Abstract| Volume 22, ISSUE 5, P581-582, May 2021

IREα-XBP1s activation in leukocytes is associated with the level of exposure to paclitaxel in CIPN patients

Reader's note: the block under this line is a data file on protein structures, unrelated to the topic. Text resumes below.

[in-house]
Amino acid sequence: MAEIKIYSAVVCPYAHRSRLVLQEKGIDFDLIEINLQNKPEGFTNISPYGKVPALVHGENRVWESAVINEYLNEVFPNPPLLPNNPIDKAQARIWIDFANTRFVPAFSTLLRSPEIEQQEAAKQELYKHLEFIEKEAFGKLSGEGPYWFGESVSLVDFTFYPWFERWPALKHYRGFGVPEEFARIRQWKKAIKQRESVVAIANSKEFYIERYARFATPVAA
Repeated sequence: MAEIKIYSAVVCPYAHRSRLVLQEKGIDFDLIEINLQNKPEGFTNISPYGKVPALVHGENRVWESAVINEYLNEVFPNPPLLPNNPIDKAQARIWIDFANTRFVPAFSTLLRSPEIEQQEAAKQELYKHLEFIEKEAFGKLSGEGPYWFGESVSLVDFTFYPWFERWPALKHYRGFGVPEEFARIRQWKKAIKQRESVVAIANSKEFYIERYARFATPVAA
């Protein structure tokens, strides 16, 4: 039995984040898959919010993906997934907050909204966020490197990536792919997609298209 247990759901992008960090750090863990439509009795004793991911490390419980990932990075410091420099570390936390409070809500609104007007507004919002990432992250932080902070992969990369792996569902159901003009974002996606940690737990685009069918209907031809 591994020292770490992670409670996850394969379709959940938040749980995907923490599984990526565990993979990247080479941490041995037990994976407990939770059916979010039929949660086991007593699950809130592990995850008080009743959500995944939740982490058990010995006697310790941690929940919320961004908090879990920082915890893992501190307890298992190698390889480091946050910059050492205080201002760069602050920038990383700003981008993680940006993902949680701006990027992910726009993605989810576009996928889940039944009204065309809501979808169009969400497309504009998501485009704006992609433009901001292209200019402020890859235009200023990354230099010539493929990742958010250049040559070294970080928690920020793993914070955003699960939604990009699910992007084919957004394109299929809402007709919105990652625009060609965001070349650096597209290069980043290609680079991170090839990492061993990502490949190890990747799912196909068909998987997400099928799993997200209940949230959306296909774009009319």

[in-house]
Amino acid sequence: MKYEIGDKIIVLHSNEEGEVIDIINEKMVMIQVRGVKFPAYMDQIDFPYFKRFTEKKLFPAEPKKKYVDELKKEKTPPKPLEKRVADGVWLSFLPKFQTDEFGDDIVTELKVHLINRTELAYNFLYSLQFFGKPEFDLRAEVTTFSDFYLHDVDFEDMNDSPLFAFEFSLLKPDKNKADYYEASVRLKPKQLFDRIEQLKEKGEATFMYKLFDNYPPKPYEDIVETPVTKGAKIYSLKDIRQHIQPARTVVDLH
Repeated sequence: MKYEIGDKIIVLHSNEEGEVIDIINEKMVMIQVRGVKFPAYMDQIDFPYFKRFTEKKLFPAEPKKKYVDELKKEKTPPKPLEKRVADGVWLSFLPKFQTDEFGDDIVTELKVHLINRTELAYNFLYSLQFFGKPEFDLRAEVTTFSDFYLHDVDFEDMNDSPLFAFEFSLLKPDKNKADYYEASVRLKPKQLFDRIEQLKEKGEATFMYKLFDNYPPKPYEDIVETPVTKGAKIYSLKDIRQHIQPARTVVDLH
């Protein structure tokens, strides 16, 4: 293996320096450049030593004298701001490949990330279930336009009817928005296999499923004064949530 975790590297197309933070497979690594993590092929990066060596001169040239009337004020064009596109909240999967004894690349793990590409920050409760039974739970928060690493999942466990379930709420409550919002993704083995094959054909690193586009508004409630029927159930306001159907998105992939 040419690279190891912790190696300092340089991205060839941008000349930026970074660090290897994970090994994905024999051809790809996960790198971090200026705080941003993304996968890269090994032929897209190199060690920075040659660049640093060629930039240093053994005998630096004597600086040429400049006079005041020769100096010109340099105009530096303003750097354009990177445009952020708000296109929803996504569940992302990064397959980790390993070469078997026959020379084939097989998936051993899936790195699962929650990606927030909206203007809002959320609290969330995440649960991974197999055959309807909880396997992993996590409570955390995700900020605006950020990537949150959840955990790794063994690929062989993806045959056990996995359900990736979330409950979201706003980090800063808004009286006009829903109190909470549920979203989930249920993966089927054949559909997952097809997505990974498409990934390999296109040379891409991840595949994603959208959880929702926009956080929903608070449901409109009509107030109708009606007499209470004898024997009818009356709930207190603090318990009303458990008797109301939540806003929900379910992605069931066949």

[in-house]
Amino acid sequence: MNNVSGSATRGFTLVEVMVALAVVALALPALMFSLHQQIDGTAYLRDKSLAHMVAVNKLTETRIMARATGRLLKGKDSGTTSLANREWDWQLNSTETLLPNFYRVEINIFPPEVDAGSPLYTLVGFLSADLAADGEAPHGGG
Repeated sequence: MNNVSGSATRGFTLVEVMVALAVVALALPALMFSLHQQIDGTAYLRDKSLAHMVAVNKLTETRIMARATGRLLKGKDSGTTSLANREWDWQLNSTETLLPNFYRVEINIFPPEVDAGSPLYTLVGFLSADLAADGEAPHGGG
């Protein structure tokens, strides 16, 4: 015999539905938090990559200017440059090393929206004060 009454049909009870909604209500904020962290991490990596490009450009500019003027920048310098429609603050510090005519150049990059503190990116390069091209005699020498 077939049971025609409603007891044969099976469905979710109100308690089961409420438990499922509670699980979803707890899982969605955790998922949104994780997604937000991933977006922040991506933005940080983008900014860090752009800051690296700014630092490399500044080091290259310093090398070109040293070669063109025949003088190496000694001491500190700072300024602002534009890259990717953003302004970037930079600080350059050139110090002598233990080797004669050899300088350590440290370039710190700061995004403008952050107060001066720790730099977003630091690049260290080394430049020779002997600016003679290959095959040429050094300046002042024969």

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      Chemotherapy induced peripheral neuropathy (CIPN) is a common side effect of chemotherapy drugs; such as paclitaxel. Our laboratory is investigating the role of IRE1α-XBP1s arm of the endoplasmic reticulum stress response in immune cells under CIPN conditions. We have found that IRE1α-XBP1s in monocytes determines the development of CIPN induced by paclitaxel, and that its pharmacological inhibition prevents pain related behaviors in paclitaxel CIPN animals. However, we do not know whether IREα-XBP1s is altered in immune cells in human cancer patients experiencing CIPN. We would like to test this in patients with breast or cervical cancer treated with paclitaxel through the following aim, determine the levels of XBP1s mRNA (qPCR) and protein (immunohistochemistry and confocal microscopy) in peripheral leukocytes from patients exposed to paclitaxel at early (4-8 cycles) and later stages of treatment (8-16 cycles). We observed that the levels of XBP1s mRNA were significantly increased in peripheral blood mononuclear cells from CIPN patients that received 8-16 cycles when compared to their levels at early stages of treatment (4-8 cycles). Similarly, when we followed a patient receiving four cycles of paclitaxel, we observed an increase in XBP1s mRNA as paclitaxel exposure progressed. We also observed similar findings in skin biopsies of patients with paclitaxel treatment (early and late exposure). Using IHC we observed an increase in XBP1s protein in parallel to an increase in IBA1 expressing cells (macrophages), and an increase in IBA1 cells co-expressing XBP1s in samples obtained after 8-16 cycles of paclitaxel when compared to earlier exposure (4-8 cycles). We conclude that paclitaxel exposure is associated with the activation of the IRE1α-XBP1s in immune cells in patients with CIPN. Our data provides a translational foundation that support the value of this molecular pathway as a potential target and/or biomarker for disease progression. Department of Anesthesiology-Wake Forest School of Medicine Funds, Comprehensive Cancer Center-Wake Forest School of Medicine Funds, NIDA R21CA248106, National Center for Advancing Translational Sciences (NCATS)-NIH through Grant Award Number UL1TR001420. The content is solely the responsibility of the authors and does not necessarily represent the official views of the NIH.
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